A Deeping St Nicholas youngster is having life-changing medical treatment in the USA thanks to the generosity of Lincolnshire Free Press readers.
Kieran Taylor (seven) is in his second week of proton beam therapy to treat a rare brain tumour called craniopharyngioma which causes eyesight problems, behavioural changes and slow growth.
The youngster, along with sister Caitlin (nine), mother Karen and father Steve flew out to the University of Florida Health Proton Therapy Institute in Jacksonville over the Spring Bank Holiday weekend.
But it was only made possible by a fundraising appeal led by our sister newspaper, The Spalding Guardian, where readers, churches, charities and St John the Baptist Primary School, which Kieran and Caitlin both attend, raised well over £10,000 for the family’s medical trip.
Karen said: “Things have been great and we’re absolutely ecstatic that everybody has been so wonderful to us in getting everything sorted out.
“Raising the money has been absolutely brilliant and the children think it’s marvellous as well.
Kieran is taking everything in his stride and doesn’t seem to be bothered about anythingKaren Taylor, of Deeping St Nicholas
“We had three and a half weeks to acclimatize before Kieran was supposed to have started his treatment on Tuesday, June 20, but he had a few problems with lying still for the treatment.
“So it started on Wednesday, June 21, and Kieran has treatment for half an hour a day, Monday to Friday, for 30 days.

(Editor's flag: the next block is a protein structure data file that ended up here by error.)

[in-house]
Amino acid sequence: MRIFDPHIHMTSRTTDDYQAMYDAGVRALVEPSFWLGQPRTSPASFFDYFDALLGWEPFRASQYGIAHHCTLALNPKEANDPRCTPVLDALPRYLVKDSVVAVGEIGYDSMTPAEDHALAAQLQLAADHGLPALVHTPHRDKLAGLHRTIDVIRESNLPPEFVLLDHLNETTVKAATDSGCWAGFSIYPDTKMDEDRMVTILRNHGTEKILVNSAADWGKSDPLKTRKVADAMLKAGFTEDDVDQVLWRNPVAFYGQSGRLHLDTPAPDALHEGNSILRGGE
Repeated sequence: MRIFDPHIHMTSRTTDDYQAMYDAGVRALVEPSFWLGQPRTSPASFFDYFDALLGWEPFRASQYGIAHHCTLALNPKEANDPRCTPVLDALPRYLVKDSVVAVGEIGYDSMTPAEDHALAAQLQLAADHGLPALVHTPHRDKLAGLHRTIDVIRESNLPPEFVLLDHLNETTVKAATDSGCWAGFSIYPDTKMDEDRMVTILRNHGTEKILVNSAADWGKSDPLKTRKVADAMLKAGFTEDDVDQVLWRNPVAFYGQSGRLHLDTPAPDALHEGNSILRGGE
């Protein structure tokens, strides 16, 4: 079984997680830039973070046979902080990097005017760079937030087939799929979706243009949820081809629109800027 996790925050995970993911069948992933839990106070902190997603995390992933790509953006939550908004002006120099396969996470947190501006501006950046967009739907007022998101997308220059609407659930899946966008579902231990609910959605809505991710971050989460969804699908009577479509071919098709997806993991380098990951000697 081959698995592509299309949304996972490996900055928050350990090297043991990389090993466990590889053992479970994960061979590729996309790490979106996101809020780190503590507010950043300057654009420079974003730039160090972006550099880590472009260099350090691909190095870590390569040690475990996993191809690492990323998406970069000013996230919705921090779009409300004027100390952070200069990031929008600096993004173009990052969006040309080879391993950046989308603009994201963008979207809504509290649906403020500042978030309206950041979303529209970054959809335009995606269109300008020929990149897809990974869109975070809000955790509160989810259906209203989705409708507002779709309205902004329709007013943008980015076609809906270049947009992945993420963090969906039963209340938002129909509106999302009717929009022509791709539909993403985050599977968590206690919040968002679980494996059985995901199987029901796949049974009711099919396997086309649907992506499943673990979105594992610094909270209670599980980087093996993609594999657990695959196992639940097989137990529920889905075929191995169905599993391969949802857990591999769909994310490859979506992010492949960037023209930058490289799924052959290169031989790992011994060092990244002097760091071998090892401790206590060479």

“He’s taking everything in his stride and doesn’t seem to be bothered about anything, except that he has to work on keeping his head still for the treatment.”
Kieran is having proton beam therapy to destroy cancerous cells in his brain which are close to a vital blood vessel.
The brain tumour had been previously operated on at Addenbrooke’s Hospital in Cambridge last May where surgeons were able to remove 95 per cent of the tumour.
But Karen said: “Apparently, they didn’t get the whole of the tumour out and it’s touching the main blood vessel in his brain.
“This treatment will stop the tumour spreading so that there won’t be any more adverse effects on his sight or blood vessel.
“Kieran won’t need to have any more operations, but the treatment won’t get rid of the conditions he has as a result of the tumour.”
The family are staying in accommodation run by the Ronald McDonald House Charity, a non-profit organisation linked to the global fast food giant.
Karen said: “It’s made our lives so much easier so we can concentrate on Kieran without having any worries.”